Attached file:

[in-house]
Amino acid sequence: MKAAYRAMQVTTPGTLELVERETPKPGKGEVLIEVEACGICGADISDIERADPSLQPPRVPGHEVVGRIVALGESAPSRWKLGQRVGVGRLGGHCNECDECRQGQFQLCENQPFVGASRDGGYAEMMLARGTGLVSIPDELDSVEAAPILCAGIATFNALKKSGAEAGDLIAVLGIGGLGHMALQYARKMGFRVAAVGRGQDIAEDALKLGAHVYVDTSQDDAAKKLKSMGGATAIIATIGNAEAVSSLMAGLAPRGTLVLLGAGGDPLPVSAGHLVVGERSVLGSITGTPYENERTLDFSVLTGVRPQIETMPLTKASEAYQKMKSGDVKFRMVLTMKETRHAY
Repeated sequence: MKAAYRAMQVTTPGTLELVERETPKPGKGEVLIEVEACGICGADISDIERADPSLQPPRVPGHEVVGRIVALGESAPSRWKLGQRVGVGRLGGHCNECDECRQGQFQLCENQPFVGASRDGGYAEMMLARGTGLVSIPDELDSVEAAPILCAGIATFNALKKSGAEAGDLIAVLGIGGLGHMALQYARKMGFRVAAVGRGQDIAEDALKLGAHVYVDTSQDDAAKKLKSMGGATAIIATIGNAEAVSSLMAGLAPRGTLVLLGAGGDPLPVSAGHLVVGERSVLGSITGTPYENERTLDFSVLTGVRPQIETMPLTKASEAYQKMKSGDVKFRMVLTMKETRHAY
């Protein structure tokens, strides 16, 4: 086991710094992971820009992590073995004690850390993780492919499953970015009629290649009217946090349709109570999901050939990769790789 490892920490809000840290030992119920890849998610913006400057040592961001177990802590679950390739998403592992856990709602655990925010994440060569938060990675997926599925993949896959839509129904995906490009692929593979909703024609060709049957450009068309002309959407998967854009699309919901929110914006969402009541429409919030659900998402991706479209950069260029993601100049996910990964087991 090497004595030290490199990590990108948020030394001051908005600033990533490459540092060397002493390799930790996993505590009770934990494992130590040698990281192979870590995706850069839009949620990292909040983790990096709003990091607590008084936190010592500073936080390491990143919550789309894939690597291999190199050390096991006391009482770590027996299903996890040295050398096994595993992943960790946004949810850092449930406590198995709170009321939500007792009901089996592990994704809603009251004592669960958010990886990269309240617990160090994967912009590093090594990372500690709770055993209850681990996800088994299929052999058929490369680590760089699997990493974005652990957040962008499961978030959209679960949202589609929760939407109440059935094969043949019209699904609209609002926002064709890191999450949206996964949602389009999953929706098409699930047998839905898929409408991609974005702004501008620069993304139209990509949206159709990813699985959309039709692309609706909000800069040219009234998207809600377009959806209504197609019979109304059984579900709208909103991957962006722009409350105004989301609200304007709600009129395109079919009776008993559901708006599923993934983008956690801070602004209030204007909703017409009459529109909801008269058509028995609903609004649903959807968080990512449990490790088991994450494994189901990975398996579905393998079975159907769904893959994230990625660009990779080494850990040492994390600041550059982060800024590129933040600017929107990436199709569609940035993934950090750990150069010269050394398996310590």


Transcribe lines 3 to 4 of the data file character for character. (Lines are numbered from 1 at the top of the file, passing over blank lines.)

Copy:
Repeated sequence: MKAAYRAMQVTTPGTLELVERETPKPGKGEVLIEVEACGICGADISDIERADPSLQPPRVPGHEVVGRIVALGESAPSRWKLGQRVGVGRLGGHCNECDECRQGQFQLCENQPFVGASRDGGYAEMMLARGTGLVSIPDELDSVEAAPILCAGIATFNALKKSGAEAGDLIAVLGIGGLGHMALQYARKMGFRVAAVGRGQDIAEDALKLGAHVYVDTSQDDAAKKLKSMGGATAIIATIGNAEAVSSLMAGLAPRGTLVLLGAGGDPLPVSAGHLVVGERSVLGSITGTPYENERTLDFSVLTGVRPQIETMPLTKASEAYQKMKSGDVKFRMVLTMKETRHAY
């Protein structure tokens, strides 16, 4: 086991710094992971820009992590073995004690850390993780492919499953970015009629290649009217946090349709109570999901050939990769790789 490892920490809000840290030992119920890849998610913006400057040592961001177990802590679950390739998403592992856990709602655990925010994440060569938060990675997926599925993949896959839509129904995906490009692929593979909703024609060709049957450009068309002309959407998967854009699309919901929110914006969402009541429409919030659900998402991706479209950069260029993601100049996910990964087991 090497004595030290490199990590990108948020030394001051908005600033990533490459540092060397002493390799930790996993505590009770934990494992130590040698990281192979870590995706850069839009949620990292909040983790990096709003990091607590008084936190010592500073936080390491990143919550789309894939690597291999190199050390096991006391009482770590027996299903996890040295050398096994595993992943960790946004949810850092449930406590198995709170009321939500007792009901089996592990994704809603009251004592669960958010990886990269309240617990160090994967912009590093090594990372500690709770055993209850681990996800088994299929052999058929490369680590760089699997990493974005652990957040962008499961978030959209679960949202589609929760939407109440059935094969043949019209699904609209609002926002064709890191999450949206996964949602389009999953929706098409699930047998839905898929409408991609974005702004501008620069993304139209990509949206159709990813699985959309039709692309609706909000800069040219009234998207809600377009959806209504197609019979109304059984579900709208909103991957962006722009409350105004989301609200304007709600009129395109079919009776008993559901708006599923993934983008956690801070602004209030204007909703017409009459529109909801008269058509028995609903609004649903959807968080990512449990490790088991994450494994189901990975398996579905393998079975159907769904893959994230990625660009990779080494850990040492994390600041550059982060800024590129933040600017929107990436199709569609940035993934950090750990150069010269050394398996310590």